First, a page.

Castle of the Winds

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640x480 graphic display, 80286 CPU, 2MB RAM, Windows 3.x or above

Castle of the Winds (CotW) is a tile-based roguelike computer game for Windows 3.x. It was developed by SaadaSoft and published by Epic MegaGames in 1989.[1]

Contents

Release history

The game is composed of two parts: A Question of Vengeance, released as shareware, and Lifthransir's Bane, sold commercially. A combined license for both parts was also sold.

In 1998, the game's author, Rick Saada, decided to distribute the entirety of Castle of the Winds free of charge.[2]

Gameplay

The game differs from most roguelikes in a number of ways. Its interface is mouse-dependent, but supports keyboard shortcuts (such as 'g' to get an item). Castle of the Winds also allows the player to restore saved games after dying.

Magic

The game favors the use of magic in combat, as spells are the only weapons that work from a distance. The player character automatically gains a spell with each experience level, and can permanently gain others using corresponding books, until all thirty spells available are learned. There are two opposing pairs of elements: cold vs. fire and lightning vs. acid/poison. Spells are divided into six categories: attack, defense, healing, movement, divination, and miscellaneous.

Items

Castle of the Winds possesses an inventory system that limits a player's load based on weight and bulk, rather than by number of items. It allows the character to use different containers, including packs, belts, chests, and bags. Other items include weapons, armor, protective clothing, purses, and ornamental jewellery. Almost every item in the game can be normal, cursed, or enchanted, with curses and enchantments working in a manner similar to NetHack. Although items do not break with use, they may already be broken or rusted when found. Most objects that the character currently carries can be renamed.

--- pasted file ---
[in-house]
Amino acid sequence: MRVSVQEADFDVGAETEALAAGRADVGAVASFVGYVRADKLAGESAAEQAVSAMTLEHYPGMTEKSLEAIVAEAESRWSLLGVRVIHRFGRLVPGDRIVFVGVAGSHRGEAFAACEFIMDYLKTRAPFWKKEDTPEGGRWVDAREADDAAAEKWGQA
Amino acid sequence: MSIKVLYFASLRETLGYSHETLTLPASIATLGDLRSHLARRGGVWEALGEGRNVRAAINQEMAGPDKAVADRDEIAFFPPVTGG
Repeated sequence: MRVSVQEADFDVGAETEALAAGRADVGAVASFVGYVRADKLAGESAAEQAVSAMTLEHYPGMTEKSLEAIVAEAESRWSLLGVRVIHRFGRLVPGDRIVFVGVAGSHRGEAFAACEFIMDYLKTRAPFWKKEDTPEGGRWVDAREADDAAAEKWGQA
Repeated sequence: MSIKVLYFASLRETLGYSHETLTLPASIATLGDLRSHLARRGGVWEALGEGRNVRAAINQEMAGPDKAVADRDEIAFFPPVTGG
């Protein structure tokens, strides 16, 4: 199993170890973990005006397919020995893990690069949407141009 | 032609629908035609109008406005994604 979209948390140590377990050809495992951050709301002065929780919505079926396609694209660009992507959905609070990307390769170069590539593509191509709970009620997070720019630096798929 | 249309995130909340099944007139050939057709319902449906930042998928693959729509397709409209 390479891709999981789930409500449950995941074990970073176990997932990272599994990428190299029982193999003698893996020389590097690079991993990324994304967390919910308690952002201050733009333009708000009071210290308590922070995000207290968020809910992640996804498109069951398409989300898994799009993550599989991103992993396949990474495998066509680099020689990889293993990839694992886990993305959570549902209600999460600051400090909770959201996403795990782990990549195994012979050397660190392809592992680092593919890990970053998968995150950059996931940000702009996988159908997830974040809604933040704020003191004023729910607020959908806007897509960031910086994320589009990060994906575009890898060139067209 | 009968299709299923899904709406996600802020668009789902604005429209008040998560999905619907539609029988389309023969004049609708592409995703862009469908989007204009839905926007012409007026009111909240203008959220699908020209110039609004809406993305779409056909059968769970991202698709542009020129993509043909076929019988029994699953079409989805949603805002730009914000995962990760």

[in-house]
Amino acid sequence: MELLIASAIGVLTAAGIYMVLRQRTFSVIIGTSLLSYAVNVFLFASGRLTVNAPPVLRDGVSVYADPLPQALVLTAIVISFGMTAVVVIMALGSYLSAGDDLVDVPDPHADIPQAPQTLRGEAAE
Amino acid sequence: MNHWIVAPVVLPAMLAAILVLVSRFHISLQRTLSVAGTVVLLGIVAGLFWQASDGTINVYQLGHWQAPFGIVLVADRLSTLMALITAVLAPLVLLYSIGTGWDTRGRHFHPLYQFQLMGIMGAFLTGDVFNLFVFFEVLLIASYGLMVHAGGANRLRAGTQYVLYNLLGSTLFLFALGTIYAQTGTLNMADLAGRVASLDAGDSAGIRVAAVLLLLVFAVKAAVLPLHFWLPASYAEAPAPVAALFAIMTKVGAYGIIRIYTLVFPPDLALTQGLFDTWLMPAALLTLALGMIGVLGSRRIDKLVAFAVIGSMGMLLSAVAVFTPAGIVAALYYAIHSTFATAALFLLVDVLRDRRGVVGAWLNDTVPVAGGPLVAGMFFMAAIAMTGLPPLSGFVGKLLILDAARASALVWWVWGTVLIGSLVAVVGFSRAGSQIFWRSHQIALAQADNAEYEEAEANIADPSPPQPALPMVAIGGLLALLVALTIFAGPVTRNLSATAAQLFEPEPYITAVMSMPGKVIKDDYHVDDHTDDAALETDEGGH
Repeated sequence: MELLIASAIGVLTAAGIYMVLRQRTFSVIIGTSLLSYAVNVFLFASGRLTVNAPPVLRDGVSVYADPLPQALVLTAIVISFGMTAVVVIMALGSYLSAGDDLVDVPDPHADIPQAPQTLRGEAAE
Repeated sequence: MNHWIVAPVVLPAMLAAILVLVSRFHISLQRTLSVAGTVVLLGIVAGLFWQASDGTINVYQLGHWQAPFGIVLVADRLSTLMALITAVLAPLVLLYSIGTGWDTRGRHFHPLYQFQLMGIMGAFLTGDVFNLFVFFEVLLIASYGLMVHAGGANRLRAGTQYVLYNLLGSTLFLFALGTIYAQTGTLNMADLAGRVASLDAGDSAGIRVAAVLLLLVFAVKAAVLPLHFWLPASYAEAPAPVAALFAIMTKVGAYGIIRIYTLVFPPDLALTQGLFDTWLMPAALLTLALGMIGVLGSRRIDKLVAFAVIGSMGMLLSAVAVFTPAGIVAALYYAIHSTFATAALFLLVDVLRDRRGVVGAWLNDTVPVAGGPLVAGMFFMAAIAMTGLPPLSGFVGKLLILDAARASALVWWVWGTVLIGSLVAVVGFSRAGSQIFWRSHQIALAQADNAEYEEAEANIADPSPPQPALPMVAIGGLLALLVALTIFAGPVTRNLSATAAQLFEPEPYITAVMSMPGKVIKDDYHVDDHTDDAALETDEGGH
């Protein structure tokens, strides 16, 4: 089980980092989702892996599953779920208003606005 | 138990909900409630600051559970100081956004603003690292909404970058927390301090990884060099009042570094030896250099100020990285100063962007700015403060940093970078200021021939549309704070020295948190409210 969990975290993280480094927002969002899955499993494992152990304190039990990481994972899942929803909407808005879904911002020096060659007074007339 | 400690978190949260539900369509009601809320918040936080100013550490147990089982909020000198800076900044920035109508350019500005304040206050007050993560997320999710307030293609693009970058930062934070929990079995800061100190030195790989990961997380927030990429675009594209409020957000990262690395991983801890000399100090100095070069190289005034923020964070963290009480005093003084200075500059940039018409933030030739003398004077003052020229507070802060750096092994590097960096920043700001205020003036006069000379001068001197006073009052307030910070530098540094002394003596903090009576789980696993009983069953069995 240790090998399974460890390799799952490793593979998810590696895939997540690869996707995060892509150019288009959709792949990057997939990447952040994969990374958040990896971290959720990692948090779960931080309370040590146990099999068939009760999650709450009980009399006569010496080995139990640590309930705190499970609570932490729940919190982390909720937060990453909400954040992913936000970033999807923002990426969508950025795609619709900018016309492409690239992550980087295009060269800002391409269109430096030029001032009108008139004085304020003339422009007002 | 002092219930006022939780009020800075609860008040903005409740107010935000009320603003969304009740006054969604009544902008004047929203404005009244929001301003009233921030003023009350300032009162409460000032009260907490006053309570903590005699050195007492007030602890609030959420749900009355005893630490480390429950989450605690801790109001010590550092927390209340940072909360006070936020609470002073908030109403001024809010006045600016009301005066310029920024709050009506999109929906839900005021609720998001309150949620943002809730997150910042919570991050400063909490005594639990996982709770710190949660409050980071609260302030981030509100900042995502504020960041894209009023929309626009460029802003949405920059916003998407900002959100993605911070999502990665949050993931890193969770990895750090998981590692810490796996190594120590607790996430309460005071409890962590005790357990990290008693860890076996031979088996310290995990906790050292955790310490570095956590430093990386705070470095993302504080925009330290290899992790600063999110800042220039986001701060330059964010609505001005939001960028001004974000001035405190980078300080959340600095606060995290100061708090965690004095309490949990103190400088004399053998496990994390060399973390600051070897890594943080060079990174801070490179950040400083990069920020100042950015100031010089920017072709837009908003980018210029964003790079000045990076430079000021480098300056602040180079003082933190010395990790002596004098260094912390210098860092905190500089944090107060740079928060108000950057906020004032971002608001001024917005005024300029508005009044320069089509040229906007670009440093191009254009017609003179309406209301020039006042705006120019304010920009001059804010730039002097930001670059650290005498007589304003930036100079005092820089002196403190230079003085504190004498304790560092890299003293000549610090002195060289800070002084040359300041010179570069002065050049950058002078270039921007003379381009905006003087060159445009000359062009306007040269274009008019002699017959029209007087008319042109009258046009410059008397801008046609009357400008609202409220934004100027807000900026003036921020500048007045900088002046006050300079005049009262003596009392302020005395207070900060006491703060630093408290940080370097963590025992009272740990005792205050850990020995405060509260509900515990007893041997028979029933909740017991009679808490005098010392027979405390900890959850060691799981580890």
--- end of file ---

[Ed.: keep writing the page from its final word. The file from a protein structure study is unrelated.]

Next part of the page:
Time

The game tracks how much time has been spent playing the game. Although story events are not triggered by the passage of time, it does determine when merchants rotate their stock. Victorious players are listed as "Valhalla's Champions" in the order of time taken, from fastest to slowest. If the player dies, they are still put on the list, but are categorized as "Dead", with their experience point total listed as at the final killing blow. The amount of time spent also determines the difficulty of the last boss.

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